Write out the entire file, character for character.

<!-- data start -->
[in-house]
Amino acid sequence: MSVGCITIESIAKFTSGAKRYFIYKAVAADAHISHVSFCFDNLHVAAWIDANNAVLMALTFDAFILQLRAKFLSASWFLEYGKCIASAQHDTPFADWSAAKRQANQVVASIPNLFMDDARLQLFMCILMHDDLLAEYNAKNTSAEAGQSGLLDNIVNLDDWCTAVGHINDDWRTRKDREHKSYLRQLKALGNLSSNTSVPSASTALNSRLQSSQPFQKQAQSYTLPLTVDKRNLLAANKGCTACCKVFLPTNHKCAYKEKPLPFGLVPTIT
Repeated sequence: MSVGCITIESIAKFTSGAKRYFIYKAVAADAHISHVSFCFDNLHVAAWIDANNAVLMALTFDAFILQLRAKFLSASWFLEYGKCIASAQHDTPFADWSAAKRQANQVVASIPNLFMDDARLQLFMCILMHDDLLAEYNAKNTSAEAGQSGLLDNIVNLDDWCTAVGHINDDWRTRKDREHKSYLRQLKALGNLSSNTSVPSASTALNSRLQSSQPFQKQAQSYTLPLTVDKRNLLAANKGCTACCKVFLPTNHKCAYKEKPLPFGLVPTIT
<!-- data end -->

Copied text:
[in-house]
Amino acid sequence: MSVGCITIESIAKFTSGAKRYFIYKAVAADAHISHVSFCFDNLHVAAWIDANNAVLMALTFDAFILQLRAKFLSASWFLEYGKCIASAQHDTPFADWSAAKRQANQVVASIPNLFMDDARLQLFMCILMHDDLLAEYNAKNTSAEAGQSGLLDNIVNLDDWCTAVGHINDDWRTRKDREHKSYLRQLKALGNLSSNTSVPSASTALNSRLQSSQPFQKQAQSYTLPLTVDKRNLLAANKGCTACCKVFLPTNHKCAYKEKPLPFGLVPTIT
Repeated sequence: MSVGCITIESIAKFTSGAKRYFIYKAVAADAHISHVSFCFDNLHVAAWIDANNAVLMALTFDAFILQLRAKFLSASWFLEYGKCIASAQHDTPFADWSAAKRQANQVVASIPNLFMDDARLQLFMCILMHDDLLAEYNAKNTSAEAGQSGLLDNIVNLDDWCTAVGHINDDWRTRKDREHKSYLRQLKALGNLSSNTSVPSASTALNSRLQSSQPFQKQAQSYTLPLTVDKRNLLAANKGCTACCKVFLPTNHKCAYKEKPLPFGLVPTIT